Hippiefest with Jack Bruce of Cream, War, Rare Earth, Mitch Ryder & Badfinger Featuring Joey Molland
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The last date listed for Hippiefest was Friday August 20, 2010 / 6:30pm.
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The Men of Soul Tour brings the smoothest hits and biggest R&B stars to San Francisco's Paramount… More
Quotes & Highlights
Watch a trailer for the Hippiefest tour at the official website.
The composer, the singer, the multi-instrumentalist, the Legend. Hailed as one of the most powerful vocalists and greatest bassists of his time, his improvisational skill and utterly unique, free-spirited approach to composition and performance would forever change electric music. His pioneering, full-toned, free-wheeling playing on the electric bass revolutionised the way the instrument is used and influenced the playing of countless bassists to today, including Sting and Jaco Pastorius. His work with bands such as Cream and the Tony Williams Lifetime, as well as his solo material, unlocked the doors to the pent-up energy of a new approach to the art of sound, breaking the barriers of tradition and creating a kind of music that had never been heard.
Known for songs like “Why Can’t We Be Friends,” “Spill the Wine” and “Low Rider,” legendary California band War has combined rock, funk, jazz, Latin music, R&B, and reggae to sell almost 50 million albums.
War’s consistent catalogue sales and thriving tour business is a tribute to the timelessness of its music and message. Perhaps, nothing epitomizes this truth greater than the fact that War has twice been honored by its hometown of Los Angeles, over twenty years apart, for its music making positive contributions to the betterment of the community.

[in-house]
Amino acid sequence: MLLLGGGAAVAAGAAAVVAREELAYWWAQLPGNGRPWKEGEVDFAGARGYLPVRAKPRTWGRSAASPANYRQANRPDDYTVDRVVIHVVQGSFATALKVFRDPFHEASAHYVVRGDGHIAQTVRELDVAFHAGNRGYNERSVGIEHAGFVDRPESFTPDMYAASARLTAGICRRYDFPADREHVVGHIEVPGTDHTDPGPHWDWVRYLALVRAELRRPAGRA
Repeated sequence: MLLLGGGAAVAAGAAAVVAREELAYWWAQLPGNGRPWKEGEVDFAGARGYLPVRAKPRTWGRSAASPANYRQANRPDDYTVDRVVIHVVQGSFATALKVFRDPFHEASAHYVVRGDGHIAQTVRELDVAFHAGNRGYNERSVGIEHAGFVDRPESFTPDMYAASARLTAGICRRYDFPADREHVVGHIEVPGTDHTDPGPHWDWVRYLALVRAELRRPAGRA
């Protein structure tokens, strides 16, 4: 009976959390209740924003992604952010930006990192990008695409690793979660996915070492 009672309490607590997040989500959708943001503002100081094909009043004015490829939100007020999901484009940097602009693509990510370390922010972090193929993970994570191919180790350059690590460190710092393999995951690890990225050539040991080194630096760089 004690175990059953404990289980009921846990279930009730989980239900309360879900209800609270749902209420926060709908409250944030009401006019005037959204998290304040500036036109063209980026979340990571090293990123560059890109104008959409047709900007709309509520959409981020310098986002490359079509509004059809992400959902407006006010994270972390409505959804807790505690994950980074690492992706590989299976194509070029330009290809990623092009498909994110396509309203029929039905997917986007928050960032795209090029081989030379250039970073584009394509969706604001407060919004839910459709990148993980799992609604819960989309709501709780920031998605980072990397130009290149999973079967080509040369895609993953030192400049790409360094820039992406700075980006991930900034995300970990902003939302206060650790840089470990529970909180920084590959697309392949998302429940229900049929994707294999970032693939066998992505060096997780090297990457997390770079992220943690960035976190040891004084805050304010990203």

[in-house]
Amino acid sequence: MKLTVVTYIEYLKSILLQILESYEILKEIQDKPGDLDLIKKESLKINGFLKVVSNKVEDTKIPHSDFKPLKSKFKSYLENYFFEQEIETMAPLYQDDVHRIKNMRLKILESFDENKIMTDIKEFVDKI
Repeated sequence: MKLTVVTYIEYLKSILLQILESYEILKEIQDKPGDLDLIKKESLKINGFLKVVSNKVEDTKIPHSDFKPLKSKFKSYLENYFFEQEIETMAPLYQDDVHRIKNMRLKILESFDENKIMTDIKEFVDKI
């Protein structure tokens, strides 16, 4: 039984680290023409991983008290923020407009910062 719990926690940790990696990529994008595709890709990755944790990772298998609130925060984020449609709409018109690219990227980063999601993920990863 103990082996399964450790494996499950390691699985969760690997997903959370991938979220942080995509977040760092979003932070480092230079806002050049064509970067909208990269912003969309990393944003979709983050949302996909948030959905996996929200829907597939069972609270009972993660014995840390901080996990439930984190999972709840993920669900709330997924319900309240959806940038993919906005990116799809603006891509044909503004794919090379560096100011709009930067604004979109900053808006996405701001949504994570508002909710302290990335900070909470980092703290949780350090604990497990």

“The world is still a ghetto”, says Lonnie Jordan, echoing the title of the early album and song. “There will always be a reason to play our songs. When you come back to reality, you pull down War, because War is reality. We have a lot of second-generation fans and they’re seeing the same things their parents saw. They’re hearing the same messages. We’re like Levi’s,” says Jordan, “and there’s nothing nostalgic about Levi’s. In fact, they’re not really good and funky until they’ve been worn awhile.”
Recently, Rare Earth decided to tour again – much to the applause of their many fans across the country. Rare Earth has their audiences up and out of their seats dancing and singing along with their million selling classics such as “Get Ready”, “Hey Big Brother”, “Losing You”, “Born to Wander”, and “I Just Want to Celebrate” creating an atmosphere reminiscent of the Madison Square Garden Concert in 1970, the Atlantic Pop Festival in 1971 or the California Jam which was one of their most memorable concerts broadcast nationally in 1974.
Rare Earth has an amazing track record over 3,000 concerts with such performances as the Ed Sullivan Show, The David Frost Show, Dick Clark’s American Bandstand and Don Kirshner’s Rock Concert. Rare Earth performed on the very first Midnight Special where they set the precedent in performing live instead of lip synchronization to a record. They have been asked back a total of three times by the producers of Midnight Special. Rare Earth – definitely crowd pleasers!